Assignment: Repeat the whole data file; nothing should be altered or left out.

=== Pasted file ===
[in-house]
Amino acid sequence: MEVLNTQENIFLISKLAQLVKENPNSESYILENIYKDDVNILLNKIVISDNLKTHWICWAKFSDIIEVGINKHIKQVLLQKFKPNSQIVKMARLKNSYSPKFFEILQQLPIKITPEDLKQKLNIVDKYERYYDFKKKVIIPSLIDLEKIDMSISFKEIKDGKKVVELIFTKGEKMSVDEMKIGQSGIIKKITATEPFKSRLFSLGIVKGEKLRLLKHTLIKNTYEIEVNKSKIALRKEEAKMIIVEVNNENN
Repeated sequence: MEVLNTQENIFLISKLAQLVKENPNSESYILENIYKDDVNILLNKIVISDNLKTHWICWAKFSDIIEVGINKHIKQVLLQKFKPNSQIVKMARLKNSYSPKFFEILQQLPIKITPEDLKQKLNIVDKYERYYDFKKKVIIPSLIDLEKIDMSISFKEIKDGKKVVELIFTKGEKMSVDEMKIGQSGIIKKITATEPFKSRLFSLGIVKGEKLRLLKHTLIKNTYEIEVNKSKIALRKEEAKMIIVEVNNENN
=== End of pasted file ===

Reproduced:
[in-house]
Amino acid sequence: MEVLNTQENIFLISKLAQLVKENPNSESYILENIYKDDVNILLNKIVISDNLKTHWICWAKFSDIIEVGINKHIKQVLLQKFKPNSQIVKMARLKNSYSPKFFEILQQLPIKITPEDLKQKLNIVDKYERYYDFKKKVIIPSLIDLEKIDMSISFKEIKDGKKVVELIFTKGEKMSVDEMKIGQSGIIKKITATEPFKSRLFSLGIVKGEKLRLLKHTLIKNTYEIEVNKSKIALRKEEAKMIIVEVNNENN
Repeated sequence: MEVLNTQENIFLISKLAQLVKENPNSESYILENIYKDDVNILLNKIVISDNLKTHWICWAKFSDIIEVGINKHIKQVLLQKFKPNSQIVKMARLKNSYSPKFFEILQQLPIKITPEDLKQKLNIVDKYERYYDFKKKVIIPSLIDLEKIDMSISFKEIKDGKKVVELIFTKGEKMSVDEMKIGQSGIIKKITATEPFKSRLFSLGIVKGEKLRLLKHTLIKNTYEIEVNKSKIALRKEEAKMIIVEVNNENN